My priesthood? What priesthood do I have? It doesn’t make any sense. Yes, I am a Catholic sister who is deeply committed to Christ and the Church. Jesus is my center. But I have no desire to be a priest.
The words came as I was preparing for a 30-day silent, directed retreat. This is part of your priesthood. I put the phrase away and concentrated on the details of the retreat: a journal, a Bible, and good snow boots for walking in the winter woods of January. And then I began the rhythm of the retreat. Prayer, prayer and more prayer. Slowly, as I walked with Jesus from before his birth through his childhood, through the waters of baptism and his friendships and healings, his own friendship with me began to deepen. Praying through the crucifixion was different this time. It was to be witness with a close friend. I mourned with the women at the tomb. I sat vigil in the emptiness of death. And then the sun rose again. Jesus rose. My surprise and wonder were fresh and new. My love had returned. He had conquered death and the whole world was changed.
I sat with the disciples in the upper room. We were waiting. We were praying. My prayer time with the disciples blurred with the shared silence with my fellow retreatants. Gathered around the fire in the evening in total silence, a deep reverence grew, one which I had never known. We were from all walks of life and we were truly just being ourselves. I opened my Bible to the assigned reading, John 20:19-23, and my body stirred as I read these words:
“On the evening of that first day of the week, when the doors were locked, where the disciples were, for fear of the Jews, Jesus came and stood in their midst and said to them, ‘Peace be with you.’ When he had said this, he showed them his hands and his side. The disciples rejoiced when they saw the Lord. [Jesus] said to them again, ‘Peace be with you. As the Father has sent me, so I send you.’ And when he had said this, he breathed on them and said to them, ‘Receive the Holy Spirit. Whose sins you forgive are forgiven them, and whose sins you retain are retained.’”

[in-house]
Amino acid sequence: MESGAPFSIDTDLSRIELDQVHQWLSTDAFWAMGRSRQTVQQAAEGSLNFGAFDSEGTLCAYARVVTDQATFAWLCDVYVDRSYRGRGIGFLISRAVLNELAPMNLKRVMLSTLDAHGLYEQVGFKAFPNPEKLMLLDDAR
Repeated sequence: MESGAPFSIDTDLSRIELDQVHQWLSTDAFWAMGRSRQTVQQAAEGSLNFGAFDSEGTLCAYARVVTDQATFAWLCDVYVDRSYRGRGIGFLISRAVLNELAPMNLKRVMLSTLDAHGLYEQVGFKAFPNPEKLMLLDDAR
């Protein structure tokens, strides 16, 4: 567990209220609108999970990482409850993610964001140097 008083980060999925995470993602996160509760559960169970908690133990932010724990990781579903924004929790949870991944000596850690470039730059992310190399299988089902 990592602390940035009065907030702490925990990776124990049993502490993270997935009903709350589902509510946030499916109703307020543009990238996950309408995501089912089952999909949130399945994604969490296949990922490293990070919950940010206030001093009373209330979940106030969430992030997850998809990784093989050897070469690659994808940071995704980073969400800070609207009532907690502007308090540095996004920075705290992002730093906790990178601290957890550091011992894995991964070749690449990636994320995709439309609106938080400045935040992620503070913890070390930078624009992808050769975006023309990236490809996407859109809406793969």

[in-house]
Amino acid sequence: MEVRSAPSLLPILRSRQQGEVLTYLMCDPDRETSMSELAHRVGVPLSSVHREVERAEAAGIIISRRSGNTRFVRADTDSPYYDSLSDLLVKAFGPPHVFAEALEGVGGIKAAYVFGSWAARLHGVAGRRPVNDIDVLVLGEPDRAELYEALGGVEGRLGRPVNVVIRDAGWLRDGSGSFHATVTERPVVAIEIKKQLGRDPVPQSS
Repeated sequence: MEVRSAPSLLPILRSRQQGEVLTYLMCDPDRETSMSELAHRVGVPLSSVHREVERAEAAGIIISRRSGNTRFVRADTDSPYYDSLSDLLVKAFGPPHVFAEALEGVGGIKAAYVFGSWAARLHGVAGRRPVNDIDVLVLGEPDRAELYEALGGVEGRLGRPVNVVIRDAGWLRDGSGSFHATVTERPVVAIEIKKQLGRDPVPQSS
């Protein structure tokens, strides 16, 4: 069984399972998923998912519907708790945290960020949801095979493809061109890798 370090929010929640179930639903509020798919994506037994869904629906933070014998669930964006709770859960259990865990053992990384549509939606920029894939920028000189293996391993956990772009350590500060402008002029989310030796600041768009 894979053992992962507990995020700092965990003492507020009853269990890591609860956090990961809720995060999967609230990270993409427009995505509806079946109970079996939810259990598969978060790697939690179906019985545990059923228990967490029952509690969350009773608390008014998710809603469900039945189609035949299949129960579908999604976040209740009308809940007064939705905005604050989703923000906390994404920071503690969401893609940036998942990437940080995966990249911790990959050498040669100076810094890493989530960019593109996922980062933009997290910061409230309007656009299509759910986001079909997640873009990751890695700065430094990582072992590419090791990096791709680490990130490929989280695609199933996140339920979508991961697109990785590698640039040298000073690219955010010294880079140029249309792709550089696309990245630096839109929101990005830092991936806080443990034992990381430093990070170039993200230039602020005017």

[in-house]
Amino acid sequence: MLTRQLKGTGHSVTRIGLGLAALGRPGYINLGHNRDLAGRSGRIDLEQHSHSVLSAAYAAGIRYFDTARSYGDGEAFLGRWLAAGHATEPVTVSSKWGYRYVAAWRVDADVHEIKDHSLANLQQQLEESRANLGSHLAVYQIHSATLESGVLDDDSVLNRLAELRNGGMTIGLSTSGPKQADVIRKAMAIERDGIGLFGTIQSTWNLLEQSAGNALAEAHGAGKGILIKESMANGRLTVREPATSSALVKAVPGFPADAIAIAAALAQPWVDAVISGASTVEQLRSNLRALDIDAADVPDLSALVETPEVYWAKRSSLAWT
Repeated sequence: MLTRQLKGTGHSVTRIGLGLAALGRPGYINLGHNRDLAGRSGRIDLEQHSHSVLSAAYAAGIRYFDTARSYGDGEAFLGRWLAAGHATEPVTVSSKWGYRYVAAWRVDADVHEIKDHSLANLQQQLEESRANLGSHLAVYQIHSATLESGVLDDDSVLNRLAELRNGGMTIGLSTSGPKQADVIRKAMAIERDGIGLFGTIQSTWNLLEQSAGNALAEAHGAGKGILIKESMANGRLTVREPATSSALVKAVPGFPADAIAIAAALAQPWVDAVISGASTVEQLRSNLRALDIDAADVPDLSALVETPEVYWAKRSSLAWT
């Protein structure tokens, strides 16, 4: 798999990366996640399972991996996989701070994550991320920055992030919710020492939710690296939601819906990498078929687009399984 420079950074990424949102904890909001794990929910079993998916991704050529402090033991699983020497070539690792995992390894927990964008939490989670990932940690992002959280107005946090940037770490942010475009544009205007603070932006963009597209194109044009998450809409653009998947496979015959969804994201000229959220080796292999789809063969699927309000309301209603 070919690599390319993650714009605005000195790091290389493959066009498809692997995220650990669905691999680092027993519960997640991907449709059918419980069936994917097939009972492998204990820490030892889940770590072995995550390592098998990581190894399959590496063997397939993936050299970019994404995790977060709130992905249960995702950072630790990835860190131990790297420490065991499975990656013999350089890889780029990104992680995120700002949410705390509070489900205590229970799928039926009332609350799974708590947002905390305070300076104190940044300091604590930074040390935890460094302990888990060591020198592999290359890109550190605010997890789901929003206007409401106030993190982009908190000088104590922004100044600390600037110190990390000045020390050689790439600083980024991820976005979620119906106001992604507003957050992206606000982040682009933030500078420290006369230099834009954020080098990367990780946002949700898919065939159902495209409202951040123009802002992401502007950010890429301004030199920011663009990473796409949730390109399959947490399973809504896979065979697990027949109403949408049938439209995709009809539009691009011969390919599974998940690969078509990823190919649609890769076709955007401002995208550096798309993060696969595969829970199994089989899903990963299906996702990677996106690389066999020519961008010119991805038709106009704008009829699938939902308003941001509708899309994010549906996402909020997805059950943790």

As the Father has sent me, so I send you.
In that moment I knew that we are all sent. We all have a priesthood to share the mission and love of Jesus in the world wherever we are. All life is holy. And Jesus is the center of so many people’s lives: whether they are married, single, ordained or religious. We are sent.
The Church refers to this as the universal call to holiness. Especially since the documents of Vatican II, we speak of all the baptized being called to be priest, prophet and king. We all participate in the one priesthood of Christ.
I pray with those, especially women and married men, who feel a call to ordination within the Catholic Church. I pray for their wounds and for their healing. I hope not to diminish their journey. At the same time, I know in my bones of the holiness of each unique call, the consecration of life itself by our God who calls us and loves into being every day.